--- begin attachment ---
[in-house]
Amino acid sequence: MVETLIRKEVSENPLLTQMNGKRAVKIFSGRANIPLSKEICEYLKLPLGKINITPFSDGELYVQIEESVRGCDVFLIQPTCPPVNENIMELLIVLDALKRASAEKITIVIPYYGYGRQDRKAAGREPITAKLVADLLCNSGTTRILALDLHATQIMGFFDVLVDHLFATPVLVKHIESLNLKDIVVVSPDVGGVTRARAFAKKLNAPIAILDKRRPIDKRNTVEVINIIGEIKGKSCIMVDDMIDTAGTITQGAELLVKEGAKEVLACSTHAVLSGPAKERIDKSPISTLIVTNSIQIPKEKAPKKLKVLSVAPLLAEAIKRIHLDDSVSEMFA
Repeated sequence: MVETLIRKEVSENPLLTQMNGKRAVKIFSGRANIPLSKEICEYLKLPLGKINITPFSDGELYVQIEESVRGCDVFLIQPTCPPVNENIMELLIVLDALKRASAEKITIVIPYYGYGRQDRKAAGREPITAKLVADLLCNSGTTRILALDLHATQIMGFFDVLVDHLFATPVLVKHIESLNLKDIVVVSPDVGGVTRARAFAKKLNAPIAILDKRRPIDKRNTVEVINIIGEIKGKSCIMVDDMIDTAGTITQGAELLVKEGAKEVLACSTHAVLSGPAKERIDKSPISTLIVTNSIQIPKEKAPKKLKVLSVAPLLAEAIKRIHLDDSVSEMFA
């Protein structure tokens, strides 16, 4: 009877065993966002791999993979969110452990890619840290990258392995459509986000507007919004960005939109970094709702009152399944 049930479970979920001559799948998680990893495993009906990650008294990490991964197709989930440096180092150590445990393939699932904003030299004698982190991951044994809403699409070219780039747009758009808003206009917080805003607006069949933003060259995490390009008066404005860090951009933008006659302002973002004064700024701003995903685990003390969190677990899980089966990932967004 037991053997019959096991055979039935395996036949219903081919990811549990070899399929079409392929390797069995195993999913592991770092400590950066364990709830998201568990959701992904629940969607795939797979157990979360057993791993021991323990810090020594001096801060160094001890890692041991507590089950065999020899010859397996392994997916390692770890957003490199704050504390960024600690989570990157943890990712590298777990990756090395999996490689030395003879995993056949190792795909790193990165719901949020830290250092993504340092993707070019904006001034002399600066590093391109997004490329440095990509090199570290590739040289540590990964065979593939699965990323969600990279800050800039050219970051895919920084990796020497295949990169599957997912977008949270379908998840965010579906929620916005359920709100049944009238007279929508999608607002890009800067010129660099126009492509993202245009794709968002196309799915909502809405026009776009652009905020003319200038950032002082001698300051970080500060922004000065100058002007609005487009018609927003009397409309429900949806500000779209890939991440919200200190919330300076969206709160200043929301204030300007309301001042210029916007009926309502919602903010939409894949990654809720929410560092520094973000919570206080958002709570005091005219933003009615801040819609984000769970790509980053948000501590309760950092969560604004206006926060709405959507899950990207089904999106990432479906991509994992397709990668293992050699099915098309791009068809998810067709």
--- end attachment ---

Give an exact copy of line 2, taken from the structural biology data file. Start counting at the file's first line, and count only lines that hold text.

Amino acid sequence: MVETLIRKEVSENPLLTQMNGKRAVKIFSGRANIPLSKEICEYLKLPLGKINITPFSDGELYVQIEESVRGCDVFLIQPTCPPVNENIMELLIVLDALKRASAEKITIVIPYYGYGRQDRKAAGREPITAKLVADLLCNSGTTRILALDLHATQIMGFFDVLVDHLFATPVLVKHIESLNLKDIVVVSPDVGGVTRARAFAKKLNAPIAILDKRRPIDKRNTVEVINIIGEIKGKSCIMVDDMIDTAGTITQGAELLVKEGAKEVLACSTHAVLSGPAKERIDKSPISTLIVTNSIQIPKEKAPKKLKVLSVAPLLAEAIKRIHLDDSVSEMFA